So, I’m excited in turn by the James Plays’ success: because they’re history plays; because they’re long, dense, political works that have found commercial and popular acclaim; because I hope they are only one stop in a much bigger trend. 

Review: James I and James II

For the record, the title of the first two parts of The James Plays at the National Theatre are The Key Will Keep the Lock and Day of The Innocents, respectively. I could not for the life of me remember either of these all day, and in fact misremembered the second play’s title the first time I typed it out. But you’re in good shape when the only uninteresting thing about your play is the title. The first two of the three James Plays are sharp, exciting, and moving contemporary versions of a Shakespearean history play. 

It’s quite exciting to see, for once, a history play in which I knew absolutely none of the history. Admittedly, this came to result in some missed moments (is a lord furiously declaring to his king that his people will hate him forever prophetic, or ironic?), but it also made it easy to accept Rona Munro’s plays as the exciting dramas– I would even go so far as to say tragedies– that they are. 

Some of Shakespeare’s history plays, including Richard III and King John, were variously billed as histories and tragedies, which reflects the uncertain place this emergent dramatic form held in the early modern period. But it also draws attention to how often a history play– especially a history play centered around a single figure– can look very similar to a fictional tragedy. At least in the first two parts of the James Plays, Munro seems to be suggesting that you cannot tell a story about a king that is not a tragedy. As Shakespeare himself explored before her, it seems to be a truth universally acknowledged that becoming a good king (or a good political ruler of any kind, for that matter) means selling part of your soul.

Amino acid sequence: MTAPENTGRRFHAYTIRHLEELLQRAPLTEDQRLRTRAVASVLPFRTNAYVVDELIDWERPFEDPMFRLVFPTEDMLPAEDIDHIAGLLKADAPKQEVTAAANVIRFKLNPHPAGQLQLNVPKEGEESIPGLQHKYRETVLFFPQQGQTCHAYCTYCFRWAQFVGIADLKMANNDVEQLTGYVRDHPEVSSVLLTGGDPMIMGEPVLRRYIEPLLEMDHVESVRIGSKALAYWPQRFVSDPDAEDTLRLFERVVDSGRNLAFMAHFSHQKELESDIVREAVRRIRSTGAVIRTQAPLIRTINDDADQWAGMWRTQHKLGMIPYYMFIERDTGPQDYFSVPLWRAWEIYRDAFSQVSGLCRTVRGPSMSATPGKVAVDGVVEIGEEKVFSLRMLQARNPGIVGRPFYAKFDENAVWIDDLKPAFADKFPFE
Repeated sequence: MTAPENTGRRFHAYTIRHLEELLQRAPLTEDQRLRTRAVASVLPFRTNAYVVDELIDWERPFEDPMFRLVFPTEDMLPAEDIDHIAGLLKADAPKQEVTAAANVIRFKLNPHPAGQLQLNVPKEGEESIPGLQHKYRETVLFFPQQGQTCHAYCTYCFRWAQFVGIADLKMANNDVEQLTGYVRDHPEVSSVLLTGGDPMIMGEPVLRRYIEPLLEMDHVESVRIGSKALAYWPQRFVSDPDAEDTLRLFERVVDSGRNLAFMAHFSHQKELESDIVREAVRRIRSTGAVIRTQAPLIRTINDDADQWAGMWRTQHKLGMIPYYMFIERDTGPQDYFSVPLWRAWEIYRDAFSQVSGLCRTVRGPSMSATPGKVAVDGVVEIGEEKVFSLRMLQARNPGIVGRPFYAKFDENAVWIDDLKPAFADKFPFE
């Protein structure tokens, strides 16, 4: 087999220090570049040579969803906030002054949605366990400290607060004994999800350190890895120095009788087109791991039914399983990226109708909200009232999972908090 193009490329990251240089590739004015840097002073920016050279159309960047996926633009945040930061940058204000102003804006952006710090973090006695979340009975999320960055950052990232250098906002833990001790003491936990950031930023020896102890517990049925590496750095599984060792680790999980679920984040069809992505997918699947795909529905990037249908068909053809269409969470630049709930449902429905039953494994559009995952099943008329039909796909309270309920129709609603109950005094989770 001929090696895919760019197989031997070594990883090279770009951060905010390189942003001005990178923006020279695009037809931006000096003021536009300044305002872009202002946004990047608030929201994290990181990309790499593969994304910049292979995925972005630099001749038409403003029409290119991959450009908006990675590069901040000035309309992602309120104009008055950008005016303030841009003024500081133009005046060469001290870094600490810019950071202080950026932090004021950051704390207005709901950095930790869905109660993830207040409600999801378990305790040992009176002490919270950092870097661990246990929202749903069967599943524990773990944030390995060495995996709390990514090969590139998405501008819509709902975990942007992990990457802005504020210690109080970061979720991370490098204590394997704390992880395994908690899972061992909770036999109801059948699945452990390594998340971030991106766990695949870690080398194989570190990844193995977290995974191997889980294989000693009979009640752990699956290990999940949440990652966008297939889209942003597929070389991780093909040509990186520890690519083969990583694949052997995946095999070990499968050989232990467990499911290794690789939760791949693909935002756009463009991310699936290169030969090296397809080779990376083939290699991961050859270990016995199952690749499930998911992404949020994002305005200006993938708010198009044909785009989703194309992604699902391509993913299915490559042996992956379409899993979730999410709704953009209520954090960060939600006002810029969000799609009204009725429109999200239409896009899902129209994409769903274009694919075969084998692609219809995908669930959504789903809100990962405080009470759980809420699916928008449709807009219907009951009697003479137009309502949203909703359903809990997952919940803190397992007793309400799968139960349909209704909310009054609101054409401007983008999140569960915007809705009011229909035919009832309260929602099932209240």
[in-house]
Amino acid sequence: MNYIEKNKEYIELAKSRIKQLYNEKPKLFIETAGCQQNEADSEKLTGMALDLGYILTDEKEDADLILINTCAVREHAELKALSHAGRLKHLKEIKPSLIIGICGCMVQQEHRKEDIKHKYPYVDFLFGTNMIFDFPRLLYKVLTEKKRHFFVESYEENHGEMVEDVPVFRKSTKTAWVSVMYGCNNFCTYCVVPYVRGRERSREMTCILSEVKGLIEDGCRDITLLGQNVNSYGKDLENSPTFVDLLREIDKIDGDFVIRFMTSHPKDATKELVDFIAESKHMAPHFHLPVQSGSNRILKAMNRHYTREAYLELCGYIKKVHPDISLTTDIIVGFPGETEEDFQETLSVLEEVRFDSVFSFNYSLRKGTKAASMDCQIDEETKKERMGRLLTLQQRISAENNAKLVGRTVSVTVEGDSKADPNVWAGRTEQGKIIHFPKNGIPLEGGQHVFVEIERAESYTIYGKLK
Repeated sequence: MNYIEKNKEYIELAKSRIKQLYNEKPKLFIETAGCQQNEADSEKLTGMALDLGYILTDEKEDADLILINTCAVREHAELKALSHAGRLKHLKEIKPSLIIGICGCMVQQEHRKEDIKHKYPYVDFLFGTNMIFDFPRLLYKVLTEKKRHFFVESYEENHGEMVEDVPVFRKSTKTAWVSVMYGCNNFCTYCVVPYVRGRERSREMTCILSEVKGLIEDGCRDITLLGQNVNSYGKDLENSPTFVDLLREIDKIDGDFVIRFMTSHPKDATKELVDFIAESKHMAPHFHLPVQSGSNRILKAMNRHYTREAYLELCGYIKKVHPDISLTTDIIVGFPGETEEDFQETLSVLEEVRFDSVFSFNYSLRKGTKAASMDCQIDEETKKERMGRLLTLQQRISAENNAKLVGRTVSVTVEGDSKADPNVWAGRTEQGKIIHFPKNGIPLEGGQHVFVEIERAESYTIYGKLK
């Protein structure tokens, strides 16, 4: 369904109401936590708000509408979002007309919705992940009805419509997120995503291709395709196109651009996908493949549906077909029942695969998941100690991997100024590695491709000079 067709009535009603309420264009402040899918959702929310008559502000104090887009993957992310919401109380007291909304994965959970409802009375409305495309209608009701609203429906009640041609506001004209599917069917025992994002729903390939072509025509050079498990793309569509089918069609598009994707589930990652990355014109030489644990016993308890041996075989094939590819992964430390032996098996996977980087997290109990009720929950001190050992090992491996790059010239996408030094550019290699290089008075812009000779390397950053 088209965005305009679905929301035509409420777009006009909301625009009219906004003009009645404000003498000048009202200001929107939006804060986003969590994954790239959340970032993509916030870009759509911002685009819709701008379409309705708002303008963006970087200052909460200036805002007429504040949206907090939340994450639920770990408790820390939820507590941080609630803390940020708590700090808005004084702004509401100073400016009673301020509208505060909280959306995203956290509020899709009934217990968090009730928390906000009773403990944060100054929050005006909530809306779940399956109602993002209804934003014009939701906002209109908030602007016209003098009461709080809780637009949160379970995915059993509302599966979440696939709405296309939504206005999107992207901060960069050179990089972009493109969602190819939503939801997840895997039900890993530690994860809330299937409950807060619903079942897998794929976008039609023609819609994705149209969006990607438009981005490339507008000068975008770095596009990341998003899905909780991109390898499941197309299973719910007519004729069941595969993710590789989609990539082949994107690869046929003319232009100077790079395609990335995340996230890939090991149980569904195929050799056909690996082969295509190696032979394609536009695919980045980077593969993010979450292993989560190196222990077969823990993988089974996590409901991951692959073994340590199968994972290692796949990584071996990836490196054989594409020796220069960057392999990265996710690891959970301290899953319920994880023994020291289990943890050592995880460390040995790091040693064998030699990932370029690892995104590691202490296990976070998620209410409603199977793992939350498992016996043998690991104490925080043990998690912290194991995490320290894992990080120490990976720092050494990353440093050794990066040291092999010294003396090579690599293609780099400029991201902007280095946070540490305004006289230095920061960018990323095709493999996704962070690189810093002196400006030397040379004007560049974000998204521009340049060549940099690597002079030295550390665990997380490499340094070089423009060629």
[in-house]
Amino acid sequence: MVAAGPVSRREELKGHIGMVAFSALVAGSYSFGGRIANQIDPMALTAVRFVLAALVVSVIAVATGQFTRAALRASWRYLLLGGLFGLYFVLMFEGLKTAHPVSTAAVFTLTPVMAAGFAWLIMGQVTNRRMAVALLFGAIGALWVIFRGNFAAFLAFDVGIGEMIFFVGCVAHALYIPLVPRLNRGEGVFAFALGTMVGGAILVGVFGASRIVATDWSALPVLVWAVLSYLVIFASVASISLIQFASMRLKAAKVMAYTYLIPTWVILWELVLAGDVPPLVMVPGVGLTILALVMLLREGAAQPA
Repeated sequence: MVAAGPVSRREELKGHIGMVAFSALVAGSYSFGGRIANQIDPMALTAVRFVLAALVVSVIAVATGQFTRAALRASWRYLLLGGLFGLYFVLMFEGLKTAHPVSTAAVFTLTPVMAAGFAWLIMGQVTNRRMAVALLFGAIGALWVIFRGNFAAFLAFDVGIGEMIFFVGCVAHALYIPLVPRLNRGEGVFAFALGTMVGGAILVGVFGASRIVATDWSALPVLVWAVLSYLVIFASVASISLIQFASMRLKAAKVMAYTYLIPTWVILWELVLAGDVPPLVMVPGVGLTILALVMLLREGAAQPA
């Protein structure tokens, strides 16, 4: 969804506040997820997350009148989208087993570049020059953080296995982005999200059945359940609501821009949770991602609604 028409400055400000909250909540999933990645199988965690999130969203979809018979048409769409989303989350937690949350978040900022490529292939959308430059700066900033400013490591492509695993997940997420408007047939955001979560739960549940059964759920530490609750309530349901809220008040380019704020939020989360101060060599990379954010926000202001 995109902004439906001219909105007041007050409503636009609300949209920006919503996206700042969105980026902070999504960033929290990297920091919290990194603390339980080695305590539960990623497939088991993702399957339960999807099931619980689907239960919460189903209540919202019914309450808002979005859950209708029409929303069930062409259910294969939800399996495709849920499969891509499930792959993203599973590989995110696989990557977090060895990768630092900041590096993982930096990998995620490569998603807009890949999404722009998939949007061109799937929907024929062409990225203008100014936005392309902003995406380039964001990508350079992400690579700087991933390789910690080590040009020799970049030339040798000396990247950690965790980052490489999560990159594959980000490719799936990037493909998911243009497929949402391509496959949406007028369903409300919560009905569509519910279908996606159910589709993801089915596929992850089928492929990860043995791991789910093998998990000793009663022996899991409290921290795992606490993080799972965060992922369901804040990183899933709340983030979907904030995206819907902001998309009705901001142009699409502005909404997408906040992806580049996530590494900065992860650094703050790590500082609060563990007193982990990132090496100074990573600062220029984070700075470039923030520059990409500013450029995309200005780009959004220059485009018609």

There is something really striking about seeing such self-consciously Shakespearean plays telling Scottish history in the same year as an independence referendum. The ghost of Shakespeare is, in some ways, addressed head on in the first scene of James I, where the first king to enter and speak is not James himself, but King Henry V (Jamie Sives, who returns as James III), here portrayed as a blustering, swearing bully who nevertheless makes good use of his short reign. It’s also a useful warning shot: the titles and structures may suggest Shakespeare’s histories, but this is a place where his heroes are turned upside down, the saviors and villains of the history of the British Isles inverted.  

At the beginning of James I, King James I has spent 18 years as a captive in the courts of Henry V and Henry IV, and has passed the years studying history and writing love poetry (some of which is used as lyrics in the very lovely songs– performed by  ensemble member Fiona Wood and composed by Paul Leonard-Morgan– interspersed throughout the play). The tremendously good James McArdle is stammering, unassuming, and easily cowed by the forceful Henry, who humiliates him in front of a band of aristocratic Scottish prisoners, then orders him to return to Scotland for the first time in his adult life to secure English interests there, including forcing peace on the borders and raising the money for his own ransom.